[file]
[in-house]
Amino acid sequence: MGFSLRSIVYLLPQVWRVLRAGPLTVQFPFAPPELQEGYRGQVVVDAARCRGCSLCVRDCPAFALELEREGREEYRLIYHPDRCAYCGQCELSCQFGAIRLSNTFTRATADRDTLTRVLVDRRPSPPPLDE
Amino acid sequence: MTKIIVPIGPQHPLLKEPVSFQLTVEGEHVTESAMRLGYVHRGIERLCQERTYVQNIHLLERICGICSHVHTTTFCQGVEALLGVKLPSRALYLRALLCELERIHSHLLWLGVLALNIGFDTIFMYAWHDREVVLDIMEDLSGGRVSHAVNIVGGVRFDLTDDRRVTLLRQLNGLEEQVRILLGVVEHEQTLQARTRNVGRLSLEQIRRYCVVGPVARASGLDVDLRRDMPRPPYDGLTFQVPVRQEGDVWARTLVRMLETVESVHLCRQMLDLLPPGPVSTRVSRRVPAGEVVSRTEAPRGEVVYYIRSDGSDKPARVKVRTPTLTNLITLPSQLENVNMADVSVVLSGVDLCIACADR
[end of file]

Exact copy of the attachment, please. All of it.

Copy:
[in-house]
Amino acid sequence: MGFSLRSIVYLLPQVWRVLRAGPLTVQFPFAPPELQEGYRGQVVVDAARCRGCSLCVRDCPAFALELEREGREEYRLIYHPDRCAYCGQCELSCQFGAIRLSNTFTRATADRDTLTRVLVDRRPSPPPLDE
Amino acid sequence: MTKIIVPIGPQHPLLKEPVSFQLTVEGEHVTESAMRLGYVHRGIERLCQERTYVQNIHLLERICGICSHVHTTTFCQGVEALLGVKLPSRALYLRALLCELERIHSHLLWLGVLALNIGFDTIFMYAWHDREVVLDIMEDLSGGRVSHAVNIVGGVRFDLTDDRRVTLLRQLNGLEEQVRILLGVVEHEQTLQARTRNVGRLSLEQIRRYCVVGPVARASGLDVDLRRDMPRPPYDGLTFQVPVRQEGDVWARTLVRMLETVESVHLCRQMLDLLPPGPVSTRVSRRVPAGEVVSRTEAPRGEVVYYIRSDGSDKPARVKVRTPTLTNLITLPSQLENVNMADVSVVLSGVDLCIACADR